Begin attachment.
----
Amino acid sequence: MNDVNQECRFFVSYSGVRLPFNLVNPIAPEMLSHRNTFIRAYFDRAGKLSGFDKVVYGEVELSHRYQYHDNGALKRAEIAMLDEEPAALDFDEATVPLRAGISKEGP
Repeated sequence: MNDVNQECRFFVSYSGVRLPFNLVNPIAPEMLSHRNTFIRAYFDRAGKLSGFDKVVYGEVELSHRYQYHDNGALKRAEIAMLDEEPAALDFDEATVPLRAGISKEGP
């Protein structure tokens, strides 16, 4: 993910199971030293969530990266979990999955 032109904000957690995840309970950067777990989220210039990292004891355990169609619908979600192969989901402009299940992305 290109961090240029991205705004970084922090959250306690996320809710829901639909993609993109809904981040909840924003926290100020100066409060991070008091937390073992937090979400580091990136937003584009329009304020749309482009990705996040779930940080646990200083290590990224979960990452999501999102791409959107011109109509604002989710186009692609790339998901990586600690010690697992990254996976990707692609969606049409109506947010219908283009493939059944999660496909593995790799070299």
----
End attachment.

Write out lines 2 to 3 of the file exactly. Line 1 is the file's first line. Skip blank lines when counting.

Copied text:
Repeated sequence: MNDVNQECRFFVSYSGVRLPFNLVNPIAPEMLSHRNTFIRAYFDRAGKLSGFDKVVYGEVELSHRYQYHDNGALKRAEIAMLDEEPAALDFDEATVPLRAGISKEGP
């Protein structure tokens, strides 16, 4: 993910199971030293969530990266979990999955 032109904000957690995840309970950067777990989220210039990292004891355990169609619908979600192969989901402009299940992305 290109961090240029991205705004970084922090959250306690996320809710829901639909993609993109809904981040909840924003926290100020100066409060991070008091937390073992937090979400580091990136937003584009329009304020749309482009990705996040779930940080646990200083290590990224979960990452999501999102791409959107011109109509604002989710186009692609790339998901990586600690010690697992990254996976990707692609969606049409109506947010219908283009493939059944999660496909593995790799070299």